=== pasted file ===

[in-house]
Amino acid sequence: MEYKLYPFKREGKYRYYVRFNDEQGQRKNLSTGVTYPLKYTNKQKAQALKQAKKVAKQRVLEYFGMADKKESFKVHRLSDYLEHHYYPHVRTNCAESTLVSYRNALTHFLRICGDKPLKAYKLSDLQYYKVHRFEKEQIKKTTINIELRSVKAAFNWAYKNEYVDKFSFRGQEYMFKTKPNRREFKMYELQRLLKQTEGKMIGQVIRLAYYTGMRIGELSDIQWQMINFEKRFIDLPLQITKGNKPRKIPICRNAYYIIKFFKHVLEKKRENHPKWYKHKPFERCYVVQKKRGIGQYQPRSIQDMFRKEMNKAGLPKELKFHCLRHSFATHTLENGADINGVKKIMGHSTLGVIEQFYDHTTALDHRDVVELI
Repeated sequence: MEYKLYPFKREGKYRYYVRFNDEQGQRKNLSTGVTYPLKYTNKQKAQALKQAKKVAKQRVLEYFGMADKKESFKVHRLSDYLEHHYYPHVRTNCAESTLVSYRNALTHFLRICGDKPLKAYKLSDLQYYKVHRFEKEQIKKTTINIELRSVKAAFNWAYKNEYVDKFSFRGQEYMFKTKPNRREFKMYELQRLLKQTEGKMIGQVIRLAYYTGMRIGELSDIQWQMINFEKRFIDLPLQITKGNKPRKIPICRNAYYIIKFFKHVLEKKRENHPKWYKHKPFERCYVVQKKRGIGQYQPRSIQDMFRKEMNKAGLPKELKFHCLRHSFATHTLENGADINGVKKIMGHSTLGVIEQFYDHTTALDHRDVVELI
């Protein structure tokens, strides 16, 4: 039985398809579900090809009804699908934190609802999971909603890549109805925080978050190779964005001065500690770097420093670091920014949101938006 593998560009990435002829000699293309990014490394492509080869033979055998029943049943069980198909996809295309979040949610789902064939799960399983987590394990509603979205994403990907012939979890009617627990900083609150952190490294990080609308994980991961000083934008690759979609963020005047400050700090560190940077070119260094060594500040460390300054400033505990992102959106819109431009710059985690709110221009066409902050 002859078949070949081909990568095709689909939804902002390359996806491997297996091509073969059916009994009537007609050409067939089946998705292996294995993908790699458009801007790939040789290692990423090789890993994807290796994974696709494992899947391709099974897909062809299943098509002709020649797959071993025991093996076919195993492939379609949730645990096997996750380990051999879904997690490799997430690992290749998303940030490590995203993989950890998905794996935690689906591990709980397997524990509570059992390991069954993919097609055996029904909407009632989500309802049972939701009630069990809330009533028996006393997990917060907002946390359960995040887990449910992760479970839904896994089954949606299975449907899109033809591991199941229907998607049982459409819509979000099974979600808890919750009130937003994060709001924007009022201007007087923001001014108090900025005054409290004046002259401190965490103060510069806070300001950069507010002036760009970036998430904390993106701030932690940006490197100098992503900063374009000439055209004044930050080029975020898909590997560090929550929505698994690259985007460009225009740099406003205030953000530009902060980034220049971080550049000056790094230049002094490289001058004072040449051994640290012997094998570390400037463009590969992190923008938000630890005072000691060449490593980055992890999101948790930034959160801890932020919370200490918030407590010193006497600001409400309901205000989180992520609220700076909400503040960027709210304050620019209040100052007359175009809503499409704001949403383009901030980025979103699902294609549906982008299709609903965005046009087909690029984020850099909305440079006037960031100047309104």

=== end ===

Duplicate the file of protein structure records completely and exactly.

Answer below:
[in-house]
Amino acid sequence: MEYKLYPFKREGKYRYYVRFNDEQGQRKNLSTGVTYPLKYTNKQKAQALKQAKKVAKQRVLEYFGMADKKESFKVHRLSDYLEHHYYPHVRTNCAESTLVSYRNALTHFLRICGDKPLKAYKLSDLQYYKVHRFEKEQIKKTTINIELRSVKAAFNWAYKNEYVDKFSFRGQEYMFKTKPNRREFKMYELQRLLKQTEGKMIGQVIRLAYYTGMRIGELSDIQWQMINFEKRFIDLPLQITKGNKPRKIPICRNAYYIIKFFKHVLEKKRENHPKWYKHKPFERCYVVQKKRGIGQYQPRSIQDMFRKEMNKAGLPKELKFHCLRHSFATHTLENGADINGVKKIMGHSTLGVIEQFYDHTTALDHRDVVELI
Repeated sequence: MEYKLYPFKREGKYRYYVRFNDEQGQRKNLSTGVTYPLKYTNKQKAQALKQAKKVAKQRVLEYFGMADKKESFKVHRLSDYLEHHYYPHVRTNCAESTLVSYRNALTHFLRICGDKPLKAYKLSDLQYYKVHRFEKEQIKKTTINIELRSVKAAFNWAYKNEYVDKFSFRGQEYMFKTKPNRREFKMYELQRLLKQTEGKMIGQVIRLAYYTGMRIGELSDIQWQMINFEKRFIDLPLQITKGNKPRKIPICRNAYYIIKFFKHVLEKKRENHPKWYKHKPFERCYVVQKKRGIGQYQPRSIQDMFRKEMNKAGLPKELKFHCLRHSFATHTLENGADINGVKKIMGHSTLGVIEQFYDHTTALDHRDVVELI
């Protein structure tokens, strides 16, 4: 039985398809579900090809009804699908934190609802999971909603890549109805925080978050190779964005001065500690770097420093670091920014949101938006 593998560009990435002829000699293309990014490394492509080869033979055998029943049943069980198909996809295309979040949610789902064939799960399983987590394990509603979205994403990907012939979890009617627990900083609150952190490294990080609308994980991961000083934008690759979609963020005047400050700090560190940077070119260094060594500040460390300054400033505990992102959106819109431009710059985690709110221009066409902050 002859078949070949081909990568095709689909939804902002390359996806491997297996091509073969059916009994009537007609050409067939089946998705292996294995993908790699458009801007790939040789290692990423090789890993994807290796994974696709494992899947391709099974897909062809299943098509002709020649797959071993025991093996076919195993492939379609949730645990096997996750380990051999879904997690490799997430690992290749998303940030490590995203993989950890998905794996935690689906591990709980397997524990509570059992390991069954993919097609055996029904909407009632989500309802049972939701009630069990809330009533028996006393997990917060907002946390359960995040887990449910992760479970839904896994089954949606299975449907899109033809591991199941229907998607049982459409819509979000099974979600808890919750009130937003994060709001924007009022201007007087923001001014108090900025005054409290004046002259401190965490103060510069806070300001950069507010002036760009970036998430904390993106701030932690940006490197100098992503900063374009000439055209004044930050080029975020898909590997560090929550929505698994690259985007460009225009740099406003205030953000530009902060980034220049971080550049000056790094230049002094490289001058004072040449051994640290012997094998570390400037463009590969992190923008938000630890005072000691060449490593980055992890999101948790930034959160801890932020919370200490918030407590010193006497600001409400309901205000989180992520609220700076909400503040960027709210304050620019209040100052007359175009809503499409704001949403383009901030980025979103699902294609549906982008299709609903965005046009087909690029984020850099909305440079006037960031100047309104």